What I learned about trauma from my dog

Bo in my office. His tail is blurry because he is wagging it.

My husband and I adopted a five-year-old rescue dog, Bo, in July of 2016. I wrote about him when we brought him home, which you can read here:

My new dog offers a lesson in letting go, on

Bo has been living us for over a year now, and he is an absolute joy. When I’m working, Bo usually spends the day snoozing on his cushion on the floor beside me. His internal clock tells him when it’s time for his walk, and he gets all excited — he loves going out. Who is he going to meet this time? Bo wants to approach every human, dog and even an occasional cat that happens to be along his route.

Bo likes to hang around in the kitchen when Terry and I are making dinner. This, however, can be a problem, as our kitchen is small, and he ends up underfoot. So after we had Bo for a few months, we taught him to sit on the small rug in the corner of the kitchen. He was rewarded with dog treats, so he caught on quickly. In fact, anytime we went into the kitchen, he went directly to the rug.

A bad day

On a walk last winter, Bo was a bit rambunctious and needed to be corrected. When we got back to the house, he was still excited and was told to sit on the rug in the kitchen. Terry, who is over six feet tall, stood in front of Bo.

All of a sudden our dog was afraid. He escaped from the corner, ran downstairs into his crate in the basement, and wouldn’t come out.

Right in front of me, Bo had become traumatized.

For weeks, Bo was afraid to be in the kitchen with us. Eventually, he overcame his fear enough to be in the room while we made dinner, but he would not go anywhere near the rug. He also would not eat the dog treats — even if I offered them to him in another room of the house.

Residual effects

It’s now about eight months later, and the effects of our dog’s moment of fear are still lingering. Bo will stay in the kitchen with us when we’re making dinner — sprawled out in the middle of the floor, so we have to step over him. He will occasionally sit on the rug of his own accord, especially when a chicken comes out of the oven.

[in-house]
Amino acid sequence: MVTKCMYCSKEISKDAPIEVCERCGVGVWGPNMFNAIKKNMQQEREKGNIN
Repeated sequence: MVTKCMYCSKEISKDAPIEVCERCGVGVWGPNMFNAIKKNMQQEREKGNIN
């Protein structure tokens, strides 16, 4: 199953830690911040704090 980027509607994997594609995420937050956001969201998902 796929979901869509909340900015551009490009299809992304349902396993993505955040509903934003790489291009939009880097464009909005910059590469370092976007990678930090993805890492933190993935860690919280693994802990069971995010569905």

But Bo will not sit on the rug if I ask him to. He associates the scent of a particular dog treat with that incident, and still will not eat them. Other brands of dog treats he will hesitantly take, then carry them downstairs to eat in his crate.

Locked in the body

So why am I telling you all this? To illustrate how trauma gets locked in the body. It can happen in an instant, and once it’s there, it can stay deep inside, even after whatever originally caused the fear and anxiety is long gone.

Last year, I reviewed the book, The Body Keeps the Score, by Bessel van der Kolk, M.D. It provides an excellent explanation of the causes, effects and treatment of trauma. Essentially, when we feel in jeopardy and without any means of escape, our body goes into fight, flight or freeze mode. If this happens too often, or the experience is too severe, we can get stuck there.

Understanding trauma, the brain on PTSD, and real options for recovery, on

Our minds are very good at talking ourselves out of our experiences. In order to move past fearful or upsetting experiences, we explain, intellectualize, rationalize, or sometimes we just forget.

But when we experience trauma, our bodies remember. So if you ever feel panicked or fearful, and you don’t know why, maybe your body has been triggered by a long-ago trauma that you mind tried to bury.

Van der Kolk offers many suggestions for dealing with trauma in his book.

Another approach for recovery is Emotional Freedom Techniques “Tapping.” More and more research is finding that tapping is effective in breaking the connection between a memory and a fight, flight or freeze reaction.

Yes it looks silly, but scientific research shows EFT Tapping relieves anxiety, depression and PTSD, on

Working with Bo

My dog Bo, of course, does not intellectualize about his fear of the kitchen rug. He just feels the fear, and stays away from it. I can see it in his behavior.

So I’m trying to desensitize him. If Bo sits on the rug himself, I immediately reward him. Sometimes I sit on the rug, and when he comes near me, I pet and praise him.

Our dog is getting better. Luckily, this is not a critical issue, and we can all get along just fine, even if Bo doesn’t sit on the rug. But I feel bad that he’s fearful, so I’ll keep trying to help him to overcome it.

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